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Annual festival looking up
Fort Smith dark sky event celebrates astronomy and science

Elaine Anselmi
Northern News Services
Friday, August 14, 2015

Four years in, the Fort Smith Dark Sky Festival is looking to another celebration of astronomical appreciation.

NNSL photo/graphic

Professor Quark, centre, works on a science experiment with children at the Circus of Science during the 2014 festival. - photo courtesy of Bill Braden

The festival is held by the Thebacha and Wood Buffalo Astronomical Society, in partnership with Wood Buffalo National Park. The park that straddles the border between the Northwest Territories and Alberta was designated the world's largest dark sky reserve in 2013 by the Royal Astronomical Society of Canada.

Since 2011, the society has hosted its annual dark sky celebration at Pine Lake.

"Originally, the idea was there was a few of us that were fairly avid astronomers and we were looking at having a bunch of us going out together and doing a weekend of observing," said Mike Couvrette, chair of the society, adding that these sort of events are generally referred to as "star parties" across Canada.

"We thought, well, we have a proper astronomical society here and at the time we were also working with Wood Buffalo National Park on having Wood Buffalo National Park designated as a dark sky preserve. We knew it was sort of pretty well going to happen, so we thought let's do a little bit of a celebration and get a party going and see how many people from the community are interested in participating."

In its first year, the festival drew approximately 20 people, Couvrette said, which doubled to between 40 and 45 people in its second year, and doubled again in the third. This year, he said they are aiming to have just more than 100 people and Tim Gauthier, partnering, engagement and communications officer with Parks Canada said in an e-mail that registrants were coming from across western Canada.

"Highlighting the dark sky viewing opportunities is something that is special about Wood Buffalo and a great way to experience the park," Gauthier wrote. "We work with partners to offer programming related to astronomy, sky observation, aboriginal cultural stories of the night sky and shows in our planetarium."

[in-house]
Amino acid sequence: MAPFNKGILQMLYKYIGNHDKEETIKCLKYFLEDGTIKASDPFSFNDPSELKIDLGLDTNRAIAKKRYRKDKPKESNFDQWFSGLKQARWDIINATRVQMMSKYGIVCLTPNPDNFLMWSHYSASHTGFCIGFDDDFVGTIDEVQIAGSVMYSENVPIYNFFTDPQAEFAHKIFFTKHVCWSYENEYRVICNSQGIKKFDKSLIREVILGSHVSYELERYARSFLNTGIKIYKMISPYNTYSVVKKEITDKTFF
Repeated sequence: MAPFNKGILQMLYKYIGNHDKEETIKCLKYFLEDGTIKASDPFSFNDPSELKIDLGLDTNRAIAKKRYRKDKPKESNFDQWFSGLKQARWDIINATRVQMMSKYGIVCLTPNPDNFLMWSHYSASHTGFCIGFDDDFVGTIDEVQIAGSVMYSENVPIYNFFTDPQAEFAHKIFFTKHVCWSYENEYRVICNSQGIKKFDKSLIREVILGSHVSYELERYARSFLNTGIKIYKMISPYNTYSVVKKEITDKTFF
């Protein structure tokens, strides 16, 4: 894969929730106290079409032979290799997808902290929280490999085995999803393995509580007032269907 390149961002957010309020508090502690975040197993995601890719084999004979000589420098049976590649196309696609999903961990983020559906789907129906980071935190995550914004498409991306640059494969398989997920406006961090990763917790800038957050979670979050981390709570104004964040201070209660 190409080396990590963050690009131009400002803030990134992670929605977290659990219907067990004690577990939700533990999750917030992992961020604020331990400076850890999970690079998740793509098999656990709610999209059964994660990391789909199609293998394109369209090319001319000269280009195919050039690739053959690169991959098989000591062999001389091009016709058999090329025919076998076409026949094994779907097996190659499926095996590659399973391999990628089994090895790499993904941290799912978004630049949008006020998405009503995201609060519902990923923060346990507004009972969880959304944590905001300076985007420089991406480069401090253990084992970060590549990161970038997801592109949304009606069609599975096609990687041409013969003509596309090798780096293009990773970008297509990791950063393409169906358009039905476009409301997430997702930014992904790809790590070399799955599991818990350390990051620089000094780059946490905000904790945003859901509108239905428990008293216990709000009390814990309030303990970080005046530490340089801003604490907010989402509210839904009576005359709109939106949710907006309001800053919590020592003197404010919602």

Seeing success in the initial festival, the society expanding programming to include an in-town component for those looking to take part but not up for a weekend of camping at Pine Lake, said Couvrette. This included the Circus of Science for children and a science academy for older youth.

This year, two speakers will be a part of the event, Michelle Nichols - a liaison for NASA out of the Adler Planetarium in Chicago - and Yuichi Takasaka, celebrated astro-photographer who will speak about his work and host a workshop on night photography.

The festival is a major event for the park, Gauthier said, and new features are in the works on his end as well.

"This year, we will feature our new Sky Circle, which we built in the park at our Dark Sky Observation Site at Pine Lake," said Gauthier. "This special structure looks like a hexagonal stage with a central cement section for placing telescopes and special seating all around the edge for people to look up at the night sky."

Engaging the community is one of the major focuses for both organizers of the festival. "We refer to ourselves as sidewalk astronomers," said Couvrette. "We want people to actually come out and use telescopes. We're doing a large focus on public outreach."

With major sponsorship from Northwestern Air and the Northwest Territories Power Corporation, as well as some local businesses, the festival will run from Aug. 21 to 24 and Couvrette emphasized the importance of registering early.

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